‘Punish greedy bankers’ is not a rescue plan;Opinion
Anatole Kaletsky – 1 October 2008 – 26
Vindictive measures will not solve the financial crisis, but helping out bank shareholders could stave off depression
Was the relative calm in the financial markets yesterday merely the eye of the hurricane? Or did it suggest that the worst is over and a period of convalescence now lies ahead? The answer will depend on what happens in Washington this week.
If Congress fails to pass some kind of support package, then banks around the world will continue to fall like dominoes and the world economy will almost certainly suffer a deep depression. But even if American politicians come to their senses and agree a package, policymakers around the world will have to think more carefully and constructively about their attitudes to bank support. After the bodyblow to confidence this week, guaranteeing bank deposits may no longer be sufficient. If wholesale bank nationalisation is to be avoided, especially in America and Britain, politicians will have to stop boasting about punishing greedy bankers and start supporting shareholders, as well as depositors, in big banks.
Although no politician will admit to sympathizing with bankers, the fiasco in Washington seems finally to have drawn attention to some of the policy changes urgently needed if private banks owned by stock market investors are not to become extinct.
David Cameron, led the way in Britain yesterday with an impressive four-point programme of government guarantees, regulatory reforms and critically important accounting changes. It is hard to see why Gordon Brown should not embrace all these points. Similar policy changes are starting in other countries – most importantly in the US itself.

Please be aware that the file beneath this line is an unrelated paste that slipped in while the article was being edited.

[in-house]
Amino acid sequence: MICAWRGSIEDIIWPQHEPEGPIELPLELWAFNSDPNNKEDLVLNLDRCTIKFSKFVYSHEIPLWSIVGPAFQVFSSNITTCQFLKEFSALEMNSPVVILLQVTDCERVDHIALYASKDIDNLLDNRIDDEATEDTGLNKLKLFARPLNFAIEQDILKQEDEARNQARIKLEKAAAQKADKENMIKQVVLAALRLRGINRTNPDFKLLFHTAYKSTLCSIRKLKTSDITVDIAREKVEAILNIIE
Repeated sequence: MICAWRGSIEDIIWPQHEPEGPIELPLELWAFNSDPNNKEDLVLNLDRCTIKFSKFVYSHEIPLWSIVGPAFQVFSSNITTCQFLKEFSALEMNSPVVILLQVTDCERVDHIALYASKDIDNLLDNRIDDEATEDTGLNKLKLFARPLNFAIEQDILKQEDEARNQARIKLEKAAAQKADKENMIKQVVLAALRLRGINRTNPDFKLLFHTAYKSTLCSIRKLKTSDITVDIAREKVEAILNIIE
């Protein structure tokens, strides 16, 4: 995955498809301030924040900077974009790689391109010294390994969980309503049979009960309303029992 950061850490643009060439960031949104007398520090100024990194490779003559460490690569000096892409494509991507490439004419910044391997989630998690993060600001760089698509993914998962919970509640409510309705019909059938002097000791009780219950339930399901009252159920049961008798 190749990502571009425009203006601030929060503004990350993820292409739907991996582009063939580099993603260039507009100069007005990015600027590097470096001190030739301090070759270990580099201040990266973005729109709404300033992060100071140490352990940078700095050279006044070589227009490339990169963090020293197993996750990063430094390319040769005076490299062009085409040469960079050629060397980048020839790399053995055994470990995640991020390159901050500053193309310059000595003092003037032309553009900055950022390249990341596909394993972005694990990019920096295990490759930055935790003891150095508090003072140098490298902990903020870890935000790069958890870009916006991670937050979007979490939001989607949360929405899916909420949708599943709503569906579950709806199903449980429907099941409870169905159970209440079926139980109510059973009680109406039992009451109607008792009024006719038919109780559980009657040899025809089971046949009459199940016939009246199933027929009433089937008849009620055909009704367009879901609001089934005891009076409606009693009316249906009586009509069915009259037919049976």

To understand why the emphasis of policy must switch from punishing bank shareholders to giving them some comfort, we have only to ask why more banks keep failing despite the huge amount of public money being poured into bank “rescues”and “bailouts”. The answer is simple: the government rescues that have cost so much money have not been rescues at all. They have been more like demolitions or robberies. Governments have guaranteed bank deposits, but they have wiped out the value of bank shares. This expropriation of bank shareholders has not only put the “rescued” institutions out of business. It has sabotaged the viability of other banks, as investors dump their shares before they are “rescued” like or AIG.
That was the story until Monday. But then something seemed to change, particularly in Washington. After the congressional vote, several congressional rebels demanded two crucial changes to the bank bailout package that could transform the survival prospects of many US banks, but that the Bush Administration had consistently rejected, largely for ideological reasons. Significantly, the Congressmen’s demands were very similar to the proposals Mr Cameron outlined yesterday.
The first demand was simply to extend US government guarantees to all bank deposits, instead of limiting them to $100,000. The second demand was to abandon, or at least to suspend, the new system of supposedly market-based accounting, which has been largely responsible for the overnight collapse of banks that were deemed to be solvent less than a month ago. This technical sounding reform could immediately stabilise the profits of most British and American banks.